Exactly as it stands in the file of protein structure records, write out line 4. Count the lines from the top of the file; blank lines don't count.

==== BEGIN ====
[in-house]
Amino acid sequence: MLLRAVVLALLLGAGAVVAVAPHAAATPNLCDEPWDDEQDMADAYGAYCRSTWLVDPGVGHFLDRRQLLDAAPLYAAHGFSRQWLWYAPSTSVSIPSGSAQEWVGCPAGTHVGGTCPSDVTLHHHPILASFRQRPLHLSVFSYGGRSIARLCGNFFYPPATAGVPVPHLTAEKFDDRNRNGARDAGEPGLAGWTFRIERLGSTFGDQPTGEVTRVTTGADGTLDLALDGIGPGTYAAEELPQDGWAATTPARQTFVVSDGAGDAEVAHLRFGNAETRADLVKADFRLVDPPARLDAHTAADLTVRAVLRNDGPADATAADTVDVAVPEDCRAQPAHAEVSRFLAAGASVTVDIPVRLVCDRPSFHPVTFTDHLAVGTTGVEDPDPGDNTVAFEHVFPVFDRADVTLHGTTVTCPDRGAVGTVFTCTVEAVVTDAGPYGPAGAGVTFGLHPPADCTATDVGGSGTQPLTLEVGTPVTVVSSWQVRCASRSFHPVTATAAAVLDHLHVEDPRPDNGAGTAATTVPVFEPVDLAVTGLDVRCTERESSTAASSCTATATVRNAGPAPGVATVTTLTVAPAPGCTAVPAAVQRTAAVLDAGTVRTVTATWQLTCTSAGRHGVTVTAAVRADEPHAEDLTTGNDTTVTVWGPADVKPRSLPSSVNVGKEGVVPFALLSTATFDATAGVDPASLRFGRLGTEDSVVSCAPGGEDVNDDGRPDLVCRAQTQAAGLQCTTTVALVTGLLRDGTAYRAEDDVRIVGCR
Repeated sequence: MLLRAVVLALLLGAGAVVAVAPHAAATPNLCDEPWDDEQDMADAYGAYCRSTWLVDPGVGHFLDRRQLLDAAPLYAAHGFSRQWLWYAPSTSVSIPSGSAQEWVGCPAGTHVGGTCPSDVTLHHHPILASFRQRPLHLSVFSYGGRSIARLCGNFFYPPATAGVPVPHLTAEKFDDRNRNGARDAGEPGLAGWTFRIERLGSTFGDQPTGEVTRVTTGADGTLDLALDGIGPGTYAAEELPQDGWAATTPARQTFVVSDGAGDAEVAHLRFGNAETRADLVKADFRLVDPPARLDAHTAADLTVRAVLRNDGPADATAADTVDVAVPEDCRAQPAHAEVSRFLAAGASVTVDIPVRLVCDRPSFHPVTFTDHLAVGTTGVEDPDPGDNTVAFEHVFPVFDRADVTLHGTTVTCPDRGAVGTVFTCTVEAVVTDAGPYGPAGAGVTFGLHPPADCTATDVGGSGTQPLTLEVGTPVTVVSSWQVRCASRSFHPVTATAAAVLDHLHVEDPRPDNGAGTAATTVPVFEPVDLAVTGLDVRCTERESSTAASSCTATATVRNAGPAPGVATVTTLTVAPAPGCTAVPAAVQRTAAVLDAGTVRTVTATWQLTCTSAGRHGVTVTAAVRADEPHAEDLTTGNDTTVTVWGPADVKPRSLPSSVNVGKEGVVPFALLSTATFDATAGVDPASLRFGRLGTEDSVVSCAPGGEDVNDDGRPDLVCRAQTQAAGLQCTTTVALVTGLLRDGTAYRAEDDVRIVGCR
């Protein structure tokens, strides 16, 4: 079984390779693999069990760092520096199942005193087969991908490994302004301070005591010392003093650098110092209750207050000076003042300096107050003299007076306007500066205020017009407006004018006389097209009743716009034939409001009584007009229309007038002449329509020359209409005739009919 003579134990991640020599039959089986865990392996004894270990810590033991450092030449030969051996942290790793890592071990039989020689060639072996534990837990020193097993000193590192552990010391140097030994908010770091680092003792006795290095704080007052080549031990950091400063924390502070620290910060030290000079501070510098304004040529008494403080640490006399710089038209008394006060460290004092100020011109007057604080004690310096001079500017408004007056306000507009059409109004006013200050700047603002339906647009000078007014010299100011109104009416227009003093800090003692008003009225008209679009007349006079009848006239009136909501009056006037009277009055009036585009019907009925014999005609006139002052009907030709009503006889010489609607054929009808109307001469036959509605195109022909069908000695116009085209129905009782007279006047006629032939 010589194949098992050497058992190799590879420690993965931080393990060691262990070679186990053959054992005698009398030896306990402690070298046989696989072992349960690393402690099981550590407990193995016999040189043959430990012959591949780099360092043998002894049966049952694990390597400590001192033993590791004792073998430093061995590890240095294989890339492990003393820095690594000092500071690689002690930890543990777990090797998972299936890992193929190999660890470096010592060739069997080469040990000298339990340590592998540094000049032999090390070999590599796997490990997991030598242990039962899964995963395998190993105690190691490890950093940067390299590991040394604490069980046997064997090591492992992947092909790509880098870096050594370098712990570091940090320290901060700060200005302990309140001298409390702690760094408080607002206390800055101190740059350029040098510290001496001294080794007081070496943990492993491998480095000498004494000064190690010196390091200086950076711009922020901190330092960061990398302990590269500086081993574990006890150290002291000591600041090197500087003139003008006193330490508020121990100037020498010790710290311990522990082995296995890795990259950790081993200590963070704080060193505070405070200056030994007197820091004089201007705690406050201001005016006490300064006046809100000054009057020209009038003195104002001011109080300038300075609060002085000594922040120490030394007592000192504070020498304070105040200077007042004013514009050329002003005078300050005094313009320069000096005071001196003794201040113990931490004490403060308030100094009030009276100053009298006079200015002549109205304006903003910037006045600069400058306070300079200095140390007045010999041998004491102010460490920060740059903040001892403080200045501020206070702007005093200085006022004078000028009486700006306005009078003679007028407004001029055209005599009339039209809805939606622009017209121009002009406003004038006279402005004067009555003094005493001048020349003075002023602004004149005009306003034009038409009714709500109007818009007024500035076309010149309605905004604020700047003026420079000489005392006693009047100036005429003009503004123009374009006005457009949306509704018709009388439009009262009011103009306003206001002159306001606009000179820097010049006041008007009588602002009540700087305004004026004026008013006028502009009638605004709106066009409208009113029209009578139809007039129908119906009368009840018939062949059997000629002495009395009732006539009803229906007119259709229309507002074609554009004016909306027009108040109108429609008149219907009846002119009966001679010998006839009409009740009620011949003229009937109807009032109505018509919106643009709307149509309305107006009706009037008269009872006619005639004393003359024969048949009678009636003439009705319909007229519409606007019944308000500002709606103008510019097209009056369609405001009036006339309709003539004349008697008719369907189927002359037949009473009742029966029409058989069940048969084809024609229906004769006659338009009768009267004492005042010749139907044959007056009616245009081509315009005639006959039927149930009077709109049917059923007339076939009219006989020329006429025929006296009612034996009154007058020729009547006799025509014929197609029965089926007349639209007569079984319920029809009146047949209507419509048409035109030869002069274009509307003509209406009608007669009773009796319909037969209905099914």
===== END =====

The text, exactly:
């Protein structure tokens, strides 16, 4: 079984390779693999069990760092520096199942005193087969991908490994302004301070005591010392003093650098110092209750207050000076003042300096107050003299007076306007500066205020017009407006004018006389097209009743716009034939409001009584007009229309007038002449329509020359209409005739009919 003579134990991640020599039959089986865990392996004894270990810590033991450092030449030969051996942290790793890592071990039989020689060639072996534990837990020193097993000193590192552990010391140097030994908010770091680092003792006795290095704080007052080549031990950091400063924390502070620290910060030290000079501070510098304004040529008494403080640490006399710089038209008394006060460290004092100020011109007057604080004690310096001079500017408004007056306000507009059409109004006013200050700047603002339906647009000078007014010299100011109104009416227009003093800090003692008003009225008209679009007349006079009848006239009136909501009056006037009277009055009036585009019907009925014999005609006139002052009907030709009503006889010489609607054929009808109307001469036959509605195109022909069908000695116009085209129905009782007279006047006629032939 010589194949098992050497058992190799590879420690993965931080393990060691262990070679186990053959054992005698009398030896306990402690070298046989696989072992349960690393402690099981550590407990193995016999040189043959430990012959591949780099360092043998002894049966049952694990390597400590001192033993590791004792073998430093061995590890240095294989890339492990003393820095690594000092500071690689002690930890543990777990090797998972299936890992193929190999660890470096010592060739069997080469040990000298339990340590592998540094000049032999090390070999590599796997490990997991030598242990039962899964995963395998190993105690190691490890950093940067390299590991040394604490069980046997064997090591492992992947092909790509880098870096050594370098712990570091940090320290901060700060200005302990309140001298409390702690760094408080607002206390800055101190740059350029040098510290001496001294080794007081070496943990492993491998480095000498004494000064190690010196390091200086950076711009922020901190330092960061990398302990590269500086081993574990006890150290002291000591600041090197500087003139003008006193330490508020121990100037020498010790710290311990522990082995296995890795990259950790081993200590963070704080060193505070405070200056030994007197820091004089201007705690406050201001005016006490300064006046809100000054009057020209009038003195104002001011109080300038300075609060002085000594922040120490030394007592000192504070020498304070105040200077007042004013514009050329002003005078300050005094313009320069000096005071001196003794201040113990931490004490403060308030100094009030009276100053009298006079200015002549109205304006903003910037006045600069400058306070300079200095140390007045010999041998004491102010460490920060740059903040001892403080200045501020206070702007005093200085006022004078000028009486700006306005009078003679007028407004001029055209005599009339039209809805939606622009017209121009002009406003004038006279402005004067009555003094005493001048020349003075002023602004004149005009306003034009038409009714709500109007818009007024500035076309010149309605905004604020700047003026420079000489005392006693009047100036005429003009503004123009374009006005457009949306509704018709009388439009009262009011103009306003206001002159306001606009000179820097010049006041008007009588602002009540700087305004004026004026008013006028502009009638605004709106066009409208009113029209009578139809007039129908119906009368009840018939062949059997000629002495009395009732006539009803229906007119259709229309507002074609554009004016909306027009108040109108429609008149219907009846002119009966001679010998006839009409009740009620011949003229009937109807009032109505018509919106643009709307149509309305107006009706009037008269009872006619005639004393003359024969048949009678009636003439009705319909007229519409606007019944308000500002709606103008510019097209009056369609405001009036006339309709003539004349008697008719369907189927002359037949009473009742029966029409058989069940048969084809024609229906004769006659338009009768009267004492005042010749139907044959007056009616245009081509315009005639006959039927149930009077709109049917059923007339076939009219006989020329006429025929006296009612034996009154007058020729009547006799025509014929197609029965089926007349639209007569079984319920029809009146047949209507419509048409035109030869002069274009509307003509209406009608007669009773009796319909037969209905099914």